Springfield, Missouri, has always packed a major flavor punch, especially for a community of its size. That’s one reason why Du’Sean Howard chose to open Jamaican Patty Co., a small eatery serving Jamaican bites, 18 months ago. “The Jamaican culture is very welcoming,” Howard says. “We like to embrace newcomers, and I find that to be true here in Springfield as well.”

Howard and his wife, Latoya, were both born in Jamaica. They moved to Canada to pursue Howard’s entrepreneurial dreams, eventually finding themselves in Missouri for Howard’s job. They found much more than the sleepy Midwestern town they were expecting – they discovered a rich foodie community primed for a delicious injection of Jamaican culture. “We’ve met so many people in Springfield who enjoyed their travels to Jamaica, so we knew the concept would work,” Howard says. They opened Jamaican Patty Co. as a small, scalable concept, focusing on traditional Jamaican patties, which are flavor-packed meat pies encased in buttery, flaky pastry dough.

Of course, the patties are just one element of Jamaica’s vibrant culinary culture. “Food is a big deal in Jamaica,” Howard says. “You can’t go to a family member’s house without trying something new. They’ll get fish directly from the sea, they’ll cook the cow in all kinds of different kinds of ways – most importantly, everything is always so flavorful.” With a diverse range of Jamaican staple dishes to choose from – fried dumplings, roasted breadfruit, flavorful steamed fish and peanut porridge, to name a few – it was hard for Howard to choose just one thing on which to center his menu. Ultimately, he feels that patties are a manageable way to get Springfield talking about Jamaican cuisine. Now, he’s focused on expanding his reach through a new food truck while exploring franchise possibilities.

Overall, Howard has been pleasantly surprised with Springfield’s affinity for Jamaican culture. As more and more locals experience the patty company’s rich, savory Jamaican flavors, the approval rating has nowhere to go but up. “Jamaica is known for flavor,” Howard says. “So if it tastes good by Jamaican standards, it’s going to taste good anywhere else in the world.”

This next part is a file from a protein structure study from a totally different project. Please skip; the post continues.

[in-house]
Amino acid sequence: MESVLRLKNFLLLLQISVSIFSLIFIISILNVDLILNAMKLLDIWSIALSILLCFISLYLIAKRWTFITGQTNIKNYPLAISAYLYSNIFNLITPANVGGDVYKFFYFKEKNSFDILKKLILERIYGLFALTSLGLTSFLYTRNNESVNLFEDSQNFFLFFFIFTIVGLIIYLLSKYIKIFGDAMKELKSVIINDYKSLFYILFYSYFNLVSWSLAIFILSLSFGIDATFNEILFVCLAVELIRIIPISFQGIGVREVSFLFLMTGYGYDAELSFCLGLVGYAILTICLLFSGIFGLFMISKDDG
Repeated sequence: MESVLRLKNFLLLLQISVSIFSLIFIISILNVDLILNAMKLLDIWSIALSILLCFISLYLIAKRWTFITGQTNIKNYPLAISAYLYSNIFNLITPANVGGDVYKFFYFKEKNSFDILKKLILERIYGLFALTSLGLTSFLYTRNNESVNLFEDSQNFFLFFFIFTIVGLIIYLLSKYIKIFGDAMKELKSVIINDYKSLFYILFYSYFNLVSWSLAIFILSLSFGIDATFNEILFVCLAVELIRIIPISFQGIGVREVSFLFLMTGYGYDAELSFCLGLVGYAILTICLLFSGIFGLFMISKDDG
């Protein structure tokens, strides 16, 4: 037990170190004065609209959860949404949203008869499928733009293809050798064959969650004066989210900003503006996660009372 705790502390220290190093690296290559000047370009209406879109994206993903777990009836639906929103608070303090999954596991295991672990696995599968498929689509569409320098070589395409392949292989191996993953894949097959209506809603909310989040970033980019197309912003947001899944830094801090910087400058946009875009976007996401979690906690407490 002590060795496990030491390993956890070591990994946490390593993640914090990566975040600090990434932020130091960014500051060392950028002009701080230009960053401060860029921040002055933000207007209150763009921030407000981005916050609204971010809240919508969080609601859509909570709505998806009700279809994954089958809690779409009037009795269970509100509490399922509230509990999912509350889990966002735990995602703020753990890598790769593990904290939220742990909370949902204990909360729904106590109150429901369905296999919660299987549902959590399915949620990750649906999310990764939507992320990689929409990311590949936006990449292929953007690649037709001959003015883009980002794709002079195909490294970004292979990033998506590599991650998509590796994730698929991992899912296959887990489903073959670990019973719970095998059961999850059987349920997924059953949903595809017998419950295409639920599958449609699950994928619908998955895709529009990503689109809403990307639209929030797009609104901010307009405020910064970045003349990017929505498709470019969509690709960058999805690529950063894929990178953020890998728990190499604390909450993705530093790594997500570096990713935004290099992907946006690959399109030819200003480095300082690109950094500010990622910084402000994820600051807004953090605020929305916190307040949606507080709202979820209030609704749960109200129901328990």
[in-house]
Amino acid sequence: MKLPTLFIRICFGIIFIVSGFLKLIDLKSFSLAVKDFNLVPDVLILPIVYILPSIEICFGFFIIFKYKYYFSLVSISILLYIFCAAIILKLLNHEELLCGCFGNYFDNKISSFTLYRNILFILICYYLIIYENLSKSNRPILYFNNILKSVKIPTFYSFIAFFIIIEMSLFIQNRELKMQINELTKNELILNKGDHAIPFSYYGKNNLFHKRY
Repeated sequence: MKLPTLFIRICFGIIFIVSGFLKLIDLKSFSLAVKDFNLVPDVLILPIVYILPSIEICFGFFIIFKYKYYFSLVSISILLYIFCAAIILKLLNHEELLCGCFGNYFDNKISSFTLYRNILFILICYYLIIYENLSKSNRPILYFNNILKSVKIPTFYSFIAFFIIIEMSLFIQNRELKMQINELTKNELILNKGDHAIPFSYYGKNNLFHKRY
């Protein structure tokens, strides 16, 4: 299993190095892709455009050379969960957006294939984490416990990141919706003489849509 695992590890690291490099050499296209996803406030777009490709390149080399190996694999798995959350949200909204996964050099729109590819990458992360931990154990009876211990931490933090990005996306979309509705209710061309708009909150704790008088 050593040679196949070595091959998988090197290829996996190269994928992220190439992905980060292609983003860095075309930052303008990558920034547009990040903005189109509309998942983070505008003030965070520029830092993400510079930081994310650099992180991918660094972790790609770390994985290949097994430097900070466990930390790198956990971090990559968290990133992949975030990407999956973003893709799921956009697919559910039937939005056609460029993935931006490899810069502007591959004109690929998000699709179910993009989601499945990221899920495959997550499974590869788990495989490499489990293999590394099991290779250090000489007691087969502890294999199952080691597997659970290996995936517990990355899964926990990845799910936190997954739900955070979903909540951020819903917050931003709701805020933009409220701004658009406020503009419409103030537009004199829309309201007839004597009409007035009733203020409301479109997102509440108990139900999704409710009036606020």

Do you have a secret weapon spice/ingredient/technique? The key word there is “secret.” I can tell you the patties are all made in a very specific way, and pimento seeds really do a lot for the flavoring.

What is your first food memory? Steamed fish and crackers [a traditional Jamaican one-pot meal]. That’s the first dish I fell in love with. We actually went to a restaurant for it when I was probably 11 or 12. From that day on, it’s been my favorite dish. You have to have it when the fish is right out of the sea.

What concepts or styles of cooking do you hope to see added or expanded in Springfield? It’s hard to get quality seafood locally here. I know restaurants like Char get things imported to ensure the quality of the fish, and I’d love it if others would try to do the same thing – unfortunately, it’s just not the same as having fresh-caught fish. It’s always disappointing when you can taste the preservatives in the fish. Overall, I would love more authentic food representing distinct cultures.

What do you like to cook at home or on your day off? We cook a lot of authentic Jamaican food, stuff you wouldn’t find in a restaurant. We make ackee and saltfish, which is actually the national dish of Jamaica [a traditional breakfast or dinner dish made with salt cod and boiled ackee fruit]. We also do a lot of soups and porridges at home. We’ll mix it up from time to time and even make pasta, but it’s not like pasta you’ve tried here; the difference is the flavors. My wife and I have two kids, and we’ve made sure to immerse them in the culture from birth.

What inspires your cooking? How do you approach R&D at your restaurant, and what inspires that process? I want people to know that the restaurant is run by people who are hoping to communicate the Jamaican culture to this culture. I’d say we’re some of the only authentic Jamaicans here in Springfield – there are, of course, other people who are from Jamaica, but a lot of them never really got the chance to experience the culture the way I’ve been able to. I lived most of my life there, and I was fortunate enough to be introduced to all of the different types of foods around the island. So we’re really hoping to communicate that.

What are your future plans? We certainly have our eyes on franchising. We want to be able to expand, which is why we have a fairly small menu now. We’re just barely touching the surface of Jamaican cuisine, but it’s like this: When you think of Starbucks, you think of coffee. We want people to think of patties when they think of our restaurant. We had actually considered opening another location in downtown Springfield, but we decided to go with a food truck instead. Then, someday, maybe another restaurant that has a wider variety of Jamaican cuisine – it would be a real treat to have a full-scale Jamaican restaurant here.

Jamaican Patty Co., 3439 S. Campbell Ave., Springfield, Missouri, 417.886.1144, JamaicanPattyCo.com

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Lillian Stone is a writer based in Springfield, Missouri. Her life revolves almost entirely around her next meal.

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